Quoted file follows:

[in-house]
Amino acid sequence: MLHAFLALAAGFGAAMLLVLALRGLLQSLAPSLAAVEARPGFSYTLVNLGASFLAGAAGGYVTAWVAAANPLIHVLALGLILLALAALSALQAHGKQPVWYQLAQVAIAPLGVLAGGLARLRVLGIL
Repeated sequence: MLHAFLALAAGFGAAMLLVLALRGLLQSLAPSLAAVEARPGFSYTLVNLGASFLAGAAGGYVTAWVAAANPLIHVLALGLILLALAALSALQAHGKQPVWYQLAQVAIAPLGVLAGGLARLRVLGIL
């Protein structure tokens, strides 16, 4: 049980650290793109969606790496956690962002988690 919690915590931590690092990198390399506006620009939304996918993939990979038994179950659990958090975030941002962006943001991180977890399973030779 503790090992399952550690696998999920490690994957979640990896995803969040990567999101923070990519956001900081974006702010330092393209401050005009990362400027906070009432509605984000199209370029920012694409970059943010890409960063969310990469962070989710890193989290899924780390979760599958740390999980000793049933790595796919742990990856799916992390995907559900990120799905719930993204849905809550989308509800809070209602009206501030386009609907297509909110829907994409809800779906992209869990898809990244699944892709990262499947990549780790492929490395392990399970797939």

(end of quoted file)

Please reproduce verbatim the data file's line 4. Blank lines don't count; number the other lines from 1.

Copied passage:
């Protein structure tokens, strides 16, 4: 049980650290793109969606790496956690962002988690 919690915590931590690092990198390399506006620009939304996918993939990979038994179950659990958090975030941002962006943001991180977890399973030779 503790090992399952550690696998999920490690994957979640990896995803969040990567999101923070990519956001900081974006702010330092393209401050005009990362400027906070009432509605984000199209370029920012694409970059943010890409960063969310990469962070989710890193989290899924780390979760599958740390999980000793049933790595796919742990990856799916992390995907559900990120799905719930993204849905809550989308509800809070209602009206501030386009609907297509909110829907994409809800779906992209869990898809990244699944892709990262499947990549780790492929490395392990399970797939």